By Alex Kirby
BBC News Online environment correspondent
A senior adviser to President Putin insists that Russia is not planning to ratify the global climate treaty, the Kyoto Protocol, in its present form.
Scientists say the climate is warming
The adviser, Andrei Illarionov, said he had been repeating Mr Putin's own words in a statement he made last Tuesday.
He said: "The statement was made physically by me, but the words I was using were those of the president."
Mr Illarionov said the deputy economy minister's statement on Wednesday in support of the treaty was "mistaken".
Mr Illarionov, President Putin's chief adviser on economic issues, said in his original statement two days ago: "Of course, in its present form, this protocol cannot be ratified. It is impossible to undertake responsibilities that place serious limits on the country's growth."
But the deputy economy minister, Mukhamed Tsikhanov, said yesterday the country was moving towards the treaty.
He said: "There are no decisions about ratification apart from the fact that we are moving towards ratification.
"I cannot comment on Illarionov, but we do not have any information in the government about the fact that a decision has been made."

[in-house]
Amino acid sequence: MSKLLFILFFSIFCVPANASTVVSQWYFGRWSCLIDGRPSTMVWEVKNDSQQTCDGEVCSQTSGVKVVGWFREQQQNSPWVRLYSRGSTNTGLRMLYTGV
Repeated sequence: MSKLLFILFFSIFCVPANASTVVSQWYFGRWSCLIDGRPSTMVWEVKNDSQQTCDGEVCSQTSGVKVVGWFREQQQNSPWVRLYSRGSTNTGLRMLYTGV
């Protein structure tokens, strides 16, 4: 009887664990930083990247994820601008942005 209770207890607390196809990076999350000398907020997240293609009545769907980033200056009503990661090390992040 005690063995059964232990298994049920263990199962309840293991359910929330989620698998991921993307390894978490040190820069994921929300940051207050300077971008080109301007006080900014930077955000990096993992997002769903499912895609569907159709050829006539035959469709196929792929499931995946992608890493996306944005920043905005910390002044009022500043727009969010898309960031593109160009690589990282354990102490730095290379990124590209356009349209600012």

Now Mr Illarionov says: "The statement I made repeated word for word what the president said at his meeting with EU representatives.
"There are no disagreements between the Kremlin and the government. Quite simply, the minister who spoke about this yesterday was wrong. What he said was the position of the Russian Federation in August."
The countries which have signed the United Nations Climate Change Convention, are meeting in the Italian city of Milan this week and next.
The protocol, negotiated to implement the convention, requires industrialised countries to cut their emissions of six gases which scientists believe are exacerbating natural climate change.
Signatories will by some time between 2008 and 2012 have to cut emissions to 5.2% below their 1990 levels.
Signatories to Kyoto are currently meeting in Milan
But many scientists say cuts of around 60-70% will be needed by mid-century to avoid runaway climate change.
The protocol will enter into force when 55 signatories have ratified it, including industrialised countries responsible for 55% of the developed world's carbon dioxide (CO2) emissions in 1990.
Some critics say President Bush's decision that the US, which emits more greenhouse gases than any other country, would not ratify the protocol has already condemned it to irrelevance.
But enough other signatories have done so for it to enter into force if Russia, another big polluter responsible for 17% of global emissions, does decide to ratify.
It seems unlikely there will be any clear signal of Russia's intentions for some time yet, leaving the protocol effectively becalmed with nobody knowing how seriously to take it.